terça-feira, outubro 25, 2005

'French factory' surgeon cuts NHS queues

Jonathon Carr-Brown, Health Correspondent-Sunday Times, 23rd October 2005

A SURGEON in the National Health Service has more than doubled his work rate by introducing a French-style “production line” under which he carries out overlapping operations in different theatres.

John Petri, a consultant orthopaedic surgeon, introduced the system after finding himself frustrated at spending time “drinking tea” while patients were being made ready for operations at his Norfolk hospital.

He operates on one patient while the next is prepared in a second theatre. Petri moves on to the second patient while leaving a junior to finish the first. By the time the second operation is nearing completion, a third patient is waiting for him in the original theatre.

The system enables him to perform as many as five hip and knee replacements in a single shift, compared with one or two typically carried out by surgeons who use one theatre. They have to stop and wait after each operation for the next patient to be prepared.

Petri’s initiative has been welcomed by his hospital managers who believe it could become a model to cut NHS waiting lists. It is being shunned, however, by his colleagues some of whom, he believes, may be deterred by “the sheer hard work” involved in the new system.

Petri, who is Italian and has worked extensively in France, moved to Britain in 1994. “It took me some time to understand how the British system worked but I could not understand why it had waiting lists. When I asked, people would talk about resources. What I saw was that surgeons spent chunks of their time idle waiting to operate,” he said.

“If you were running a factory, you wouldn’t allow your most important and most expensive machine to stand idle. The same is true in a hospital.”

He persuaded his chief executive to carry out a trial of his “dual operating” idea in 2001 and to build a new theatre.

Petri convinced anaesthetists and theatre staff to change the way they worked but was unable to persuade fellow surgeons to join the initiative. He now operates for five hours at a time instead of the standard 3½-hour session.

He uses two anaesthetists so there is always another patient waiting for him and the gap between operations is the five minutes that it takes to scrub himself down. He believes the system has reduced the time he is idle by between 40% and 60%.

Petri has been nominated for the 2005 Medical Futures Innovation Awards by his hospital, the James Paget healthcare trust in Gorleston, Great Yarmouth.

David Hill, chief executive of the trust, said that for a small increase in costs it was now able to treat many more patients. “This won’t work in every speciality but Petri’s approach is leading to discussions throughout the trust,” he said.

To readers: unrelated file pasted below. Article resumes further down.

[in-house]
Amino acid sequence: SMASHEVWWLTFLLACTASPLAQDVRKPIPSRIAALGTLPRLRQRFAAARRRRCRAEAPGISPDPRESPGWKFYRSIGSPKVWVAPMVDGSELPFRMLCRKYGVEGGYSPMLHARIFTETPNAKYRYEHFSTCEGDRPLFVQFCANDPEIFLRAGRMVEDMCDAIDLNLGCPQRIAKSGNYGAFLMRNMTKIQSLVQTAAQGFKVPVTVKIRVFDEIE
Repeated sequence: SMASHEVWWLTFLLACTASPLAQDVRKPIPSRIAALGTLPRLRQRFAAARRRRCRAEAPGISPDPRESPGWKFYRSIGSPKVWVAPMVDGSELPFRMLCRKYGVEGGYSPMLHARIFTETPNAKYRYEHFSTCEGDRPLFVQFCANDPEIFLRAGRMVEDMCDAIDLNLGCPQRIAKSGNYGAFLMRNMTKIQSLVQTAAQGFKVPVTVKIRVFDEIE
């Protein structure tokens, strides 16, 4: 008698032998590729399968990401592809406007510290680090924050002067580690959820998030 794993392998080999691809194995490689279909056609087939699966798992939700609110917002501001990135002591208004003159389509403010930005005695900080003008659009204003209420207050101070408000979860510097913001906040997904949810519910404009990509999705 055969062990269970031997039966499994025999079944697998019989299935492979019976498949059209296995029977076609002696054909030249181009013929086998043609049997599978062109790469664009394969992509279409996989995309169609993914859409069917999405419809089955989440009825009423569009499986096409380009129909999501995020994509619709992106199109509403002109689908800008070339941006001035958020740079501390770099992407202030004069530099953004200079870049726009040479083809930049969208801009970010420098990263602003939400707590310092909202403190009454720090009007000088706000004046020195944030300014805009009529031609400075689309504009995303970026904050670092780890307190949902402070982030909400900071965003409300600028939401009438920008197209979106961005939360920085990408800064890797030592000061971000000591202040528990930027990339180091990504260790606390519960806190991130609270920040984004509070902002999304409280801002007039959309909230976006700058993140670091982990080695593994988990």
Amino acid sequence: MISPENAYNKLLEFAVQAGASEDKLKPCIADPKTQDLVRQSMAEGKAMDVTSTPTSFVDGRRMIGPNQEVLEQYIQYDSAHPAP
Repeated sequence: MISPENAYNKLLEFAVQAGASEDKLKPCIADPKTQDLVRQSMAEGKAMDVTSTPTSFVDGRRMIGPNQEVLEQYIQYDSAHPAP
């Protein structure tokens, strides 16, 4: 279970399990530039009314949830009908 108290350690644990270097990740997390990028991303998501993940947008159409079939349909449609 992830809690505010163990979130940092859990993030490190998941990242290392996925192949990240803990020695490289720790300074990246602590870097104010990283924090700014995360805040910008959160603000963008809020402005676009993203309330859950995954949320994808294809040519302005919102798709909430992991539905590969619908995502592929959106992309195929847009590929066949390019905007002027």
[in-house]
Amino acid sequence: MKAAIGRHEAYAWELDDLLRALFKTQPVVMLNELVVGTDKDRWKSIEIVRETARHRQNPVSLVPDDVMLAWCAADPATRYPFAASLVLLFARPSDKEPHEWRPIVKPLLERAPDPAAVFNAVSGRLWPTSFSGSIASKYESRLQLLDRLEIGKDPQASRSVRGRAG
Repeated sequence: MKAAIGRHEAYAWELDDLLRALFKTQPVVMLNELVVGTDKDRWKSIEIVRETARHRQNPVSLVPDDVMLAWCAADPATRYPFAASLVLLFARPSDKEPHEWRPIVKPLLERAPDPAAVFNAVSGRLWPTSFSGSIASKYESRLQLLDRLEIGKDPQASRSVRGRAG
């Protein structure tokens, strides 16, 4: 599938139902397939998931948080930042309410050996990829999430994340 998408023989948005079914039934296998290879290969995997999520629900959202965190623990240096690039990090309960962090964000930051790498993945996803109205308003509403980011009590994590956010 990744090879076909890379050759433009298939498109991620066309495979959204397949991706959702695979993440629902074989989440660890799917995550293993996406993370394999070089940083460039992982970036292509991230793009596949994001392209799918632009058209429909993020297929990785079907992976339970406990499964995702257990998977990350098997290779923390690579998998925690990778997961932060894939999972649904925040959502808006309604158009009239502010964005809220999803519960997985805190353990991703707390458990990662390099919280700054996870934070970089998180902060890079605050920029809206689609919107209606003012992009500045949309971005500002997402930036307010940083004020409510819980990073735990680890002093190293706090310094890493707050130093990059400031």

“What is important is that clinicians like Petri produce innovative ideas and we demonstrate that they are effective.”

Trial figures show that over 50 operating sessions, Petri performed 270 major and minor operations using the dual theatre system. Two colleagues using the traditional single theatre approach together performed only 225 operations.

Petri can now operate on patients within two weeks of their first consultation. “I don’t drink tea between operations any more. My waiting list is zero,” he said.

Across the NHS similar productivity growth could reduce waiting lists and help the government to meet its 18-week treatment target. At present the 1,530 NHS orthopaedic surgeons each have about 140 patients waiting three to nine months for surgery.

There could be drawbacks for surgeons employing Petri’s methods. As his NHS waiting list has been cut, so the incentive for patients to employ him privately has diminished.

He estimates that his private income has fallen 10% in the past year and he expects it to fall further next year.

Petri said: “I care about my private practice but I care more about people who have no money getting their operation tomorrow and not having to wait a year.”

A survey by the British Medical Association found that one in eight consultants earned at least £100,000 a year from private practice. Anne Moore, of the Royal College of Surgeons, said lack of resources meant “dual operating” was not always viable: “There is nothing to stop surgeons operating Petri’s system. In America surgeons move between as many as 12 theatres but in the UK there are not enough anaesthetists, theatres or other staff to make it work.”